Third - there’s a pension crisis and the boomers are aging very quickly. If you rolled out mass life extending technology it would cause global governments to buckle under entitlement obligations.
This leads to a rather simplistic (but likely true conclusion) that there will be a small number of people who get most of the benefits of major life extension. This will be due to
- having access to data prohibited by most governments. If private individuals run voluntary human trials there is no way they will let people know.
- have AI-level wealth (let’s say $1b+)
- governments not wanting this information to leak out into the general public as it would cause a pension crisis (not to mention an existential crisis). Better to work with a small number of actors privy to 1&2
Let’s call the group of people who get access to immortality drugs/ enhancement, “The Ark”. Essentially you want to get on the Ark
Then - going back to the original philosophy - the question becomes:
What activity fits into Non Addictive and Aligned with my calling that will get me into the Ark?
Because the problem is - you need to make over $1b+ in 2023 dollars (let’s say 30k BTC).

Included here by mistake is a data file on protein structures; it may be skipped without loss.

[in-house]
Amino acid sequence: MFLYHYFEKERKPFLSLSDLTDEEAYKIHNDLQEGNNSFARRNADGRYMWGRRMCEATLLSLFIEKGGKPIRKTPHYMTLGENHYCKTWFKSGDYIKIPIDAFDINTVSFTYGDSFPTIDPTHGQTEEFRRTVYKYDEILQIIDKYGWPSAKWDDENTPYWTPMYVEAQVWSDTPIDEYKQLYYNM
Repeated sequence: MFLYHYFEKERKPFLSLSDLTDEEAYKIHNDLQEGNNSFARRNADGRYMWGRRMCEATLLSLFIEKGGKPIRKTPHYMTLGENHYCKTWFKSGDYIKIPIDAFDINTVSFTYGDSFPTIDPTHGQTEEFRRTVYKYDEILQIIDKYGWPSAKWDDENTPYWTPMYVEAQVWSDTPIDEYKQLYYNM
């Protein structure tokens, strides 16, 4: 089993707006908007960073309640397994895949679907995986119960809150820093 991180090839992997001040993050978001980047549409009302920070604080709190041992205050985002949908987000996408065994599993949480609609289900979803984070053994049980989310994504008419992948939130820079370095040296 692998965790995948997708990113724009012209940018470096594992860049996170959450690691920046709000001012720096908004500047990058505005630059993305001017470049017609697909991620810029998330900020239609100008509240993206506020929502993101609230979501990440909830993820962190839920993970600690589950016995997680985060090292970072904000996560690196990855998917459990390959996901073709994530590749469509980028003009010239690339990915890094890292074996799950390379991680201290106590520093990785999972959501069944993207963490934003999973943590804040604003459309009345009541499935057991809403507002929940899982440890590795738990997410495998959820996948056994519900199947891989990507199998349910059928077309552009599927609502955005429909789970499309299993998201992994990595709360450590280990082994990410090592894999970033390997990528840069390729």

Because obviously - the little Non Addictive and Unaligned activities are not things you’re going to be able to go full blast at for 10+ hours a day.
The only reason Bryan Johnson’s (a guy who has dedicated himself fully to life extension) routine is coherent is that he’s functionally already on the Ark. He’s in all of those circles and has $1b. I.e. Bryan Johnson only makes sense as a person if you’ve founded Venmo and sold it to PayPal.
The idea that his “routine” is accessible to everyone is silly because that’s the elephant in the room. His philosophy of “solving climate change” or “the human alignment problem” is largely uninteresting because you don’t really need any philosophical justification for extending your life and health span other than the fact that utility is predictable.